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Standard Oil of Ohio
TypePublic (1911–1987)
IndustryPetroleum
PredecessorStandard Oil
Founded1911
Defunct1987; 35 years ago (1987)[2]
FateGradual acquisition by BP starting in 1968 and completed in 1987;[2] 'Sohio' continued as a gas station brand until 1991[3]
Headquarters,
Key people
Wallace Holliday, President (1928–49)
Charles E. Spahr, CEO
ProductsGasoline, motor oils
Brands
  • Boron (1954–1991)[4]
  • Sohio (1928–1991)[4]
ParentBP (partial interest: 1968–1987)
SubsidiariesHospitality Motor Inns (1963–1978)

The Standard Oil Company (Ohio) was an American oil company, a successor of the original company established in 1870 by John D. Rockefeller.[5][2] It was established as "Standard Oil Company of Ohio" as one of the separate entities created after the 1911 breakup.

In the 1960s, Standard Oil of Ohio partnered with British Petroleum, in the development of the Prudhoe Bay, Alaska petroleum reserves and the construction of the Trans Alaska pipeline. The complex partnership called for a gradual stock acquisition until British Petroleum would eventually gain controlling interest culminating in total acquisition of the American company. The company ceased operations in 1987, although BP continued to sell gasoline under the 'Sohio' brand until 1991.[2]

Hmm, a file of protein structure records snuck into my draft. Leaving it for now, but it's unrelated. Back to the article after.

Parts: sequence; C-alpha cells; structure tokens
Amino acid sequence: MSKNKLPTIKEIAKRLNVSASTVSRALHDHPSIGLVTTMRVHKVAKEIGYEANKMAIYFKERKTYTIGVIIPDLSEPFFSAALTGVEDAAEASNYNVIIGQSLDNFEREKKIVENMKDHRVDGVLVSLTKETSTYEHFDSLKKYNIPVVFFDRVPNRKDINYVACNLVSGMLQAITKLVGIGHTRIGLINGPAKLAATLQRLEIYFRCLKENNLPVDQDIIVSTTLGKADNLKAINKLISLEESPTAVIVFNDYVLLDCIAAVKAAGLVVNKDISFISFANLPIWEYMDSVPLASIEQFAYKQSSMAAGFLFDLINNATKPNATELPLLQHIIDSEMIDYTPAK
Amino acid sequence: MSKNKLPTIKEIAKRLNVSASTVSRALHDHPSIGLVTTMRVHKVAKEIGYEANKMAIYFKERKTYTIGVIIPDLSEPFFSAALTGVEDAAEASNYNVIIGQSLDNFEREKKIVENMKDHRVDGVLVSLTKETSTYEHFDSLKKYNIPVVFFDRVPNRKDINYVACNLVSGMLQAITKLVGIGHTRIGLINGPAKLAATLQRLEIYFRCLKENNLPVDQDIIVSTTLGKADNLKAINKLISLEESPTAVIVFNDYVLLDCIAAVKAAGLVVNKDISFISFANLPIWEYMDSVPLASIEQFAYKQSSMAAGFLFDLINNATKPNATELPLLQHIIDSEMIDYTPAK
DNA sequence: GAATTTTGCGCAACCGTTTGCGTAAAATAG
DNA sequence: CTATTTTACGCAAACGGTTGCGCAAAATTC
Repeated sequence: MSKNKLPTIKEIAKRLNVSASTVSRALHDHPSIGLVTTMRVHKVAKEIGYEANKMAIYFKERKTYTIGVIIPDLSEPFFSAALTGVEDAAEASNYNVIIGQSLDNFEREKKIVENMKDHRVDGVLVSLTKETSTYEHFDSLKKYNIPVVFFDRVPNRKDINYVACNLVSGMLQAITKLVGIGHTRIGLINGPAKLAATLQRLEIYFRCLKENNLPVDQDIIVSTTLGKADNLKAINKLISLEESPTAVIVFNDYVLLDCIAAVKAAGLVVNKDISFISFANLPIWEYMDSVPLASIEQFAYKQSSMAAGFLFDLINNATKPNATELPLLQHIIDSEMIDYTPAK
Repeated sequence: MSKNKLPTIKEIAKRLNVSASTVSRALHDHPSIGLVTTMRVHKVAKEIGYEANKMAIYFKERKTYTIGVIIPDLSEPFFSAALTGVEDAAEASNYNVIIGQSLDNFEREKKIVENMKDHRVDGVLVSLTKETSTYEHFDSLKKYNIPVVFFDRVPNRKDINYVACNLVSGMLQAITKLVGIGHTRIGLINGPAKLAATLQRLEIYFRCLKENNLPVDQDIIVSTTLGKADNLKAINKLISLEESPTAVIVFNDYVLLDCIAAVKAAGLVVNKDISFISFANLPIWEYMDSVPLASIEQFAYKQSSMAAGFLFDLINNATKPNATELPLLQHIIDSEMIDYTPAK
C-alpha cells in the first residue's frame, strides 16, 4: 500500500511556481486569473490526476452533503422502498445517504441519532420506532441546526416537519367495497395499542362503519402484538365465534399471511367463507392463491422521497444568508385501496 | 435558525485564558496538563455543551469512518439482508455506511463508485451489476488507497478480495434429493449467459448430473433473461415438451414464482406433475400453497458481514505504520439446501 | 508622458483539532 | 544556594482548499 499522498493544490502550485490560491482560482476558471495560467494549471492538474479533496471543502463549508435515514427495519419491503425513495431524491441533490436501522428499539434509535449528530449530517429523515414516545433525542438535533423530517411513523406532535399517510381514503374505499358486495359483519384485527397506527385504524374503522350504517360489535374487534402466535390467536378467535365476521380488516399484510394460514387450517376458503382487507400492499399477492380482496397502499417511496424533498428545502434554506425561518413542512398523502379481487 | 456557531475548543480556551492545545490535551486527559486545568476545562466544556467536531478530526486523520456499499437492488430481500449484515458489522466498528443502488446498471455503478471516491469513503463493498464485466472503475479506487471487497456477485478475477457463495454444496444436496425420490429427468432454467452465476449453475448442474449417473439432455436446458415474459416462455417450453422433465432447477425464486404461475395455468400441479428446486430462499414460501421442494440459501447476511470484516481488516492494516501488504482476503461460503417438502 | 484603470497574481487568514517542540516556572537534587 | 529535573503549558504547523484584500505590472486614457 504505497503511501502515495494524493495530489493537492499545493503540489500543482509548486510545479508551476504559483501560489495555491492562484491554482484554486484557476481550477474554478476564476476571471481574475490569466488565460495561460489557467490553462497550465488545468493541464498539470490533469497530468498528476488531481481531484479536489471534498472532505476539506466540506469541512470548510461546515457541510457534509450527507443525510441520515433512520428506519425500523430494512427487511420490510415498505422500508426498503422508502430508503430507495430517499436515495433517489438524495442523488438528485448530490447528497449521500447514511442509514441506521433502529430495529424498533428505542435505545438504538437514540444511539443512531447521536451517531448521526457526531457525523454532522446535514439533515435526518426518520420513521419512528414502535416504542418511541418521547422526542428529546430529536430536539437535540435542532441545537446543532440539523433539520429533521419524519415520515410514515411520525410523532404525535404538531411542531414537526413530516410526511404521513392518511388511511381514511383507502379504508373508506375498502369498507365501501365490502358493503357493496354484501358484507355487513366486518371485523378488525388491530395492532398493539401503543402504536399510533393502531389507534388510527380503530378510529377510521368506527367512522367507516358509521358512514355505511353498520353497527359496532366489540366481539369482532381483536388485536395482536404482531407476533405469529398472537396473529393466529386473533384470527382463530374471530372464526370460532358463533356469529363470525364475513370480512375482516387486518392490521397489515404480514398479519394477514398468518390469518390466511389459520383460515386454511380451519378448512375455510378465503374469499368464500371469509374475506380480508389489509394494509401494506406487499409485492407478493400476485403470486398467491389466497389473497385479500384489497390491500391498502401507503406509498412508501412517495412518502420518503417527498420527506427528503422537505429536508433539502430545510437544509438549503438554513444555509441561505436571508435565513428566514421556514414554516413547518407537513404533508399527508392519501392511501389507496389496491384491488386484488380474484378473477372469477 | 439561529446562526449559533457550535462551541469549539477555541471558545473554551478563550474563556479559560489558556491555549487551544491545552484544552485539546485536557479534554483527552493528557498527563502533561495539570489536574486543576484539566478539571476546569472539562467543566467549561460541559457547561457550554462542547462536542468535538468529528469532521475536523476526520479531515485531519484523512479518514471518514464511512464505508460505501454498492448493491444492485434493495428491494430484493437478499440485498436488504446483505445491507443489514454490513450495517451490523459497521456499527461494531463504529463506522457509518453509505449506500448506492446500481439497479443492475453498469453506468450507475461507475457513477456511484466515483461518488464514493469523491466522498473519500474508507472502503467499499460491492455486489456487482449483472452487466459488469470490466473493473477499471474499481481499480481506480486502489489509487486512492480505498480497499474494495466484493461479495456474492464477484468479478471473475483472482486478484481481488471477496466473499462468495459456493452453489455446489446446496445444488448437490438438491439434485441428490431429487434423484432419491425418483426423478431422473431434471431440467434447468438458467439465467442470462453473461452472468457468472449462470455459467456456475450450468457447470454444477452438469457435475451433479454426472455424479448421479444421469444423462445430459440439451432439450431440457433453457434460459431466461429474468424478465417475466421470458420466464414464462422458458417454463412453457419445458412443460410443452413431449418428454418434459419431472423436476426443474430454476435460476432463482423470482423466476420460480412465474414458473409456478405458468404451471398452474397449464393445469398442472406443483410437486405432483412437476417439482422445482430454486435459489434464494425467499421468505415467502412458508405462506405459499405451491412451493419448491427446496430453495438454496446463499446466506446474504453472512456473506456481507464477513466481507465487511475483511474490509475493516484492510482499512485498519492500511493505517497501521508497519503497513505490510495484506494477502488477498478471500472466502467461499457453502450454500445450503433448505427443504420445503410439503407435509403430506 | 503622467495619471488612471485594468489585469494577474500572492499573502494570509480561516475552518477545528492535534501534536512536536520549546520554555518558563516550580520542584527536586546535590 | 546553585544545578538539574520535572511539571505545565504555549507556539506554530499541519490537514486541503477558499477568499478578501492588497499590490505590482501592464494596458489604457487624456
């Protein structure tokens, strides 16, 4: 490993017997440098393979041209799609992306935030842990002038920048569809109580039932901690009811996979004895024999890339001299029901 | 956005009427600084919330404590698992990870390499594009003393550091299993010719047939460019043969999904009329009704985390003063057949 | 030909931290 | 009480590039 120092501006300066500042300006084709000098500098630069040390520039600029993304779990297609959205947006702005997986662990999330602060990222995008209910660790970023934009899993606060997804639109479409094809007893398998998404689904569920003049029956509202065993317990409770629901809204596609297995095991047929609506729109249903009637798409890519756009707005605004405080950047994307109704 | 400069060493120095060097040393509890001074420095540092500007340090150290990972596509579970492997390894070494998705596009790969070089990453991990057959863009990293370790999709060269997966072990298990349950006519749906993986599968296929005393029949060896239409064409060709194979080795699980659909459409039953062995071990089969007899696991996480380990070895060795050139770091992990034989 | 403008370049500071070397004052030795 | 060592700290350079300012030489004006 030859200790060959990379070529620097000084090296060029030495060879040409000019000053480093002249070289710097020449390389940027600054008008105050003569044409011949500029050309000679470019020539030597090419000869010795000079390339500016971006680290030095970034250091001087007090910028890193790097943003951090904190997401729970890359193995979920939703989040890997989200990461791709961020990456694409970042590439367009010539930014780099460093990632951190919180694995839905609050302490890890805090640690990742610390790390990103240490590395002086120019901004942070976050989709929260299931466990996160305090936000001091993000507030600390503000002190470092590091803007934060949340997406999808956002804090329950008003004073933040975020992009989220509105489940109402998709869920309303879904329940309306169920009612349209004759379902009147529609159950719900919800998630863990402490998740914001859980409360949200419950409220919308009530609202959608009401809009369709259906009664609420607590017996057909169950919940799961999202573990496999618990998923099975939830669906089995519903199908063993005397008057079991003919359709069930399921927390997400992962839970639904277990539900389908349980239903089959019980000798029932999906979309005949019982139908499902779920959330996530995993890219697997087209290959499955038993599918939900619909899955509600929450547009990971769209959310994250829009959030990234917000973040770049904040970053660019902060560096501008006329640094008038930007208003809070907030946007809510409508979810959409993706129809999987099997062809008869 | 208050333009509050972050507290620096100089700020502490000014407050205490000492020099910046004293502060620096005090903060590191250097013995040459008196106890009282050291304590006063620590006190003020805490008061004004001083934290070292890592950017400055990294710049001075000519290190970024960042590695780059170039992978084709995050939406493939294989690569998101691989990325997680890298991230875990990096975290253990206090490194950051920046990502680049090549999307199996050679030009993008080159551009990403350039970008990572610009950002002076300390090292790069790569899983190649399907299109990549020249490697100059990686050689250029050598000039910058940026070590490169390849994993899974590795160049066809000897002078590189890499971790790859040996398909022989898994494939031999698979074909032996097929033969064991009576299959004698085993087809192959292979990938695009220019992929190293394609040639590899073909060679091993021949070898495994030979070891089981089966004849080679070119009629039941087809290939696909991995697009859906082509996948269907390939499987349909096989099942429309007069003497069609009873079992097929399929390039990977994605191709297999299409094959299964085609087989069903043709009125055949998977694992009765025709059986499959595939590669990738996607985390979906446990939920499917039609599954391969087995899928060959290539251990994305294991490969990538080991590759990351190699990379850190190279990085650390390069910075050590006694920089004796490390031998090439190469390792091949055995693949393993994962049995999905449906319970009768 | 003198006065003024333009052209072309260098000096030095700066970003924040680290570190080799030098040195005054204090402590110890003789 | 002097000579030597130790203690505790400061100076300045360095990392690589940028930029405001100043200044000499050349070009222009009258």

History

Under the name "Standard Oil of Ohio", the company was established as a separate business after the antitrust breakup the oil conglomerate's monopoly in 1911. It operated service stations under the 'Sohio' brand name in Ohio but was prohibited in using the 'Standard' name in other states. In nearby states, it used the Boron brand name (introduced in 1954)[4] instead, but with an otherwise-similar logo. Wallace Trevor Holliday was President of the company from 1928 to 1949 and Chairman of the Board from 1949 until his death on November 7, 1950.

In 1968, Sohio's CEO, Charlie Spahr, arranged a merger with British Petroleum. It was announced as Standard's acquisition of British Petroleum's North American interests in exchange for British Petroleum receiving 25% of Sohio's stock.[6] However, the contract included a stipulation that British Petroleum would assume majority interest when Standard's share of production from the Prudhoe Bay oilfield in Alaska reached 600,000 barrels per day (95,000 m3/d). That occurred in 1978, and British Petroleum then took control of Standard Oil.[7] The U.S. operations were unified under the BP America corporate name.[when?]